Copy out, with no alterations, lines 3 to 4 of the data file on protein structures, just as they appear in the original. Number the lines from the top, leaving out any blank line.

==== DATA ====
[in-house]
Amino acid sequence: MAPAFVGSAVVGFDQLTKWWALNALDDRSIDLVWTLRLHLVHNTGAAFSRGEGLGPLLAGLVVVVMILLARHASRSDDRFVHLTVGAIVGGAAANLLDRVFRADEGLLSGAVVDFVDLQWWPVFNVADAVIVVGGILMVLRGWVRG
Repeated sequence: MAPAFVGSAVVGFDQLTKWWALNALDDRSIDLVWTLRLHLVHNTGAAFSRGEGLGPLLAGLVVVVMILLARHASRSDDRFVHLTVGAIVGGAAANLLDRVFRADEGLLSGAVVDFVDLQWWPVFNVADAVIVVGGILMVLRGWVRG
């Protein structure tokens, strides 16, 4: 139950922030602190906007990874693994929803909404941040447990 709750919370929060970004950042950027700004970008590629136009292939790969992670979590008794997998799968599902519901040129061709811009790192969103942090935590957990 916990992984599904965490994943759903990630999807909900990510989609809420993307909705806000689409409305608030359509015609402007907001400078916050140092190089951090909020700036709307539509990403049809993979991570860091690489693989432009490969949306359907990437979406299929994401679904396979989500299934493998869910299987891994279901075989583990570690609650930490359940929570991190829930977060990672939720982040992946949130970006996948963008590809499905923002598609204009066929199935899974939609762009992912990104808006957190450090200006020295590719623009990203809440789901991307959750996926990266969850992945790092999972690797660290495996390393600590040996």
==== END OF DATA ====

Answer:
Repeated sequence: MAPAFVGSAVVGFDQLTKWWALNALDDRSIDLVWTLRLHLVHNTGAAFSRGEGLGPLLAGLVVVVMILLARHASRSDDRFVHLTVGAIVGGAAANLLDRVFRADEGLLSGAVVDFVDLQWWPVFNVADAVIVVGGILMVLRGWVRG
């Protein structure tokens, strides 16, 4: 139950922030602190906007990874693994929803909404941040447990 709750919370929060970004950042950027700004970008590629136009292939790969992670979590008794997998799968599902519901040129061709811009790192969103942090935590957990 916990992984599904965490994943759903990630999807909900990510989609809420993307909705806000689409409305608030359509015609402007907001400078916050140092190089951090909020700036709307539509990403049809993979991570860091690489693989432009490969949306359907990437979406299929994401679904396979989500299934493998869910299987891994279901075989583990570690609650930490359940929570991190829930977060990672939720982040992946949130970006996948963008590809499905923002598609204009066929199935899974939609762009992912990104808006957190450090200006020295590719623009990203809440789901991307959750996926990266969850992945790092999972690797660290495996390393600590040996």